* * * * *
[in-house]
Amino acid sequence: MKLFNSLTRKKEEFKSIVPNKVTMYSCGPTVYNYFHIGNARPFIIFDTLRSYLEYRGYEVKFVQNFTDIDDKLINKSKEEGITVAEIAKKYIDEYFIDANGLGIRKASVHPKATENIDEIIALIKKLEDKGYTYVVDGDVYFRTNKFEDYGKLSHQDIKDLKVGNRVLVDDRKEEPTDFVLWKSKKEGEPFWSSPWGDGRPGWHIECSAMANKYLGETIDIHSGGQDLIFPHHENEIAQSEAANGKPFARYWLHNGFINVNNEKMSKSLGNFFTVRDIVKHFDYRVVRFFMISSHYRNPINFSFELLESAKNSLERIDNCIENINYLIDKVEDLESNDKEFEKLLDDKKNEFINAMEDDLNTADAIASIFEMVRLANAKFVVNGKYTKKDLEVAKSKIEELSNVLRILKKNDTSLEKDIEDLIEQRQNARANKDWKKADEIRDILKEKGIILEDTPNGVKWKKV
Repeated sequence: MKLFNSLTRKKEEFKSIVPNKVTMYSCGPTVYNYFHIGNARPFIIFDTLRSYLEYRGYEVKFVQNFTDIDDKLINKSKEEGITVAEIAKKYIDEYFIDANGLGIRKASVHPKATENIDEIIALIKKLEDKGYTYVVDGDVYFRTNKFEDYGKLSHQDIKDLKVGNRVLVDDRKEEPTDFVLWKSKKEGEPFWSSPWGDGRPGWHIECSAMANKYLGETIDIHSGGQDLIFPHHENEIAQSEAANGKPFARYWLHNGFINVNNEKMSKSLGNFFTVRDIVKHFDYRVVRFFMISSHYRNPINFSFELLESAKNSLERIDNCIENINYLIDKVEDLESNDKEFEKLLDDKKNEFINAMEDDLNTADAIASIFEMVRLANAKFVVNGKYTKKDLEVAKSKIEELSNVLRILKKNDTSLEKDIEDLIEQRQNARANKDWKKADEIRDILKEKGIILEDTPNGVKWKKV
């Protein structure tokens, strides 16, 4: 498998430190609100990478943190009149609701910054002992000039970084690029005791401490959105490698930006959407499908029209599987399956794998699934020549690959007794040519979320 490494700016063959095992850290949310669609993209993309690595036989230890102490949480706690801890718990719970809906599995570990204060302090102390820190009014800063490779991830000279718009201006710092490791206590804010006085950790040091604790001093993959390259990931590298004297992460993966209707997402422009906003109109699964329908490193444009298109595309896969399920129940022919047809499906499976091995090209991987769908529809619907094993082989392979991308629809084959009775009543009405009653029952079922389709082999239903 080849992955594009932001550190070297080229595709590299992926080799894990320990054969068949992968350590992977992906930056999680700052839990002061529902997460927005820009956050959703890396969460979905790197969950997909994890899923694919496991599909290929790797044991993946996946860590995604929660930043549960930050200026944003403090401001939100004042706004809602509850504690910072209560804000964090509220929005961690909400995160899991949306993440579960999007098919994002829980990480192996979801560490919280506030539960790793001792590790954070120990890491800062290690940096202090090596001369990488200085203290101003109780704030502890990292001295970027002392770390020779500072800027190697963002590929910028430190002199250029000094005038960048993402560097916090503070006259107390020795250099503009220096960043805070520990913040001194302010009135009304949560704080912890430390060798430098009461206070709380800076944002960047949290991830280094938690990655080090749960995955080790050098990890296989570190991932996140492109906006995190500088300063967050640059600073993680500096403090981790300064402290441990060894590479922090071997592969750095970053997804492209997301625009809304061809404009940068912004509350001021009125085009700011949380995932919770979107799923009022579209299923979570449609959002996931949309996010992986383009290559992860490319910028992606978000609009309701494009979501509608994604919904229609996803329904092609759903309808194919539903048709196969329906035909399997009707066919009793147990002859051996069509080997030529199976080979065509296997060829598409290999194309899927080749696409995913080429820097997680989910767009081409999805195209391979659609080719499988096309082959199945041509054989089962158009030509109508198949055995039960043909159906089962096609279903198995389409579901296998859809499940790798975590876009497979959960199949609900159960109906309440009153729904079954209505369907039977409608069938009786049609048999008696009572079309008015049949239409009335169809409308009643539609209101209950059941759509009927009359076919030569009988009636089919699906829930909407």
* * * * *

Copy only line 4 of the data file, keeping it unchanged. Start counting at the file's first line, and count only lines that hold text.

């Protein structure tokens, strides 16, 4: 498998430190609100990478943190009149609701910054002992000039970084690029005791401490959105490698930006959407499908029209599987399956794998699934020549690959007794040519979320 490494700016063959095992850290949310669609993209993309690595036989230890102490949480706690801890718990719970809906599995570990204060302090102390820190009014800063490779991830000279718009201006710092490791206590804010006085950790040091604790001093993959390259990931590298004297992460993966209707997402422009906003109109699964329908490193444009298109595309896969399920129940022919047809499906499976091995090209991987769908529809619907094993082989392979991308629809084959009775009543009405009653029952079922389709082999239903 080849992955594009932001550190070297080229595709590299992926080799894990320990054969068949992968350590992977992906930056999680700052839990002061529902997460927005820009956050959703890396969460979905790197969950997909994890899923694919496991599909290929790797044991993946996946860590995604929660930043549960930050200026944003403090401001939100004042706004809602509850504690910072209560804000964090509220929005961690909400995160899991949306993440579960999007098919994002829980990480192996979801560490919280506030539960790793001792590790954070120990890491800062290690940096202090090596001369990488200085203290101003109780704030502890990292001295970027002392770390020779500072800027190697963002590929910028430190002199250029000094005038960048993402560097916090503070006259107390020795250099503009220096960043805070520990913040001194302010009135009304949560704080912890430390060798430098009461206070709380800076944002960047949290991830280094938690990655080090749960995955080790050098990890296989570190991932996140492109906006995190500088300063967050640059600073993680500096403090981790300064402290441990060894590479922090071997592969750095970053997804492209997301625009809304061809404009940068912004509350001021009125085009700011949380995932919770979107799923009022579209299923979570449609959002996931949309996010992986383009290559992860490319910028992606978000609009309701494009979501509608994604919904229609996803329904092609759903309808194919539903048709196969329906035909399997009707066919009793147990002859051996069509080997030529199976080979065509296997060829598409290999194309899927080749696409995913080429820097997680989910767009081409999805195209391979659609080719499988096309082959199945041509054989089962158009030509109508198949055995039960043909159906089962096609279903198995389409579901296998859809499940790798975590876009497979959960199949609900159960109906309440009153729904079954209505369907039977409608069938009786049609048999008696009572079309008015049949239409009335169809409308009643539609209101209950059941759509009927009359076919030569009988009636089919699906829930909407």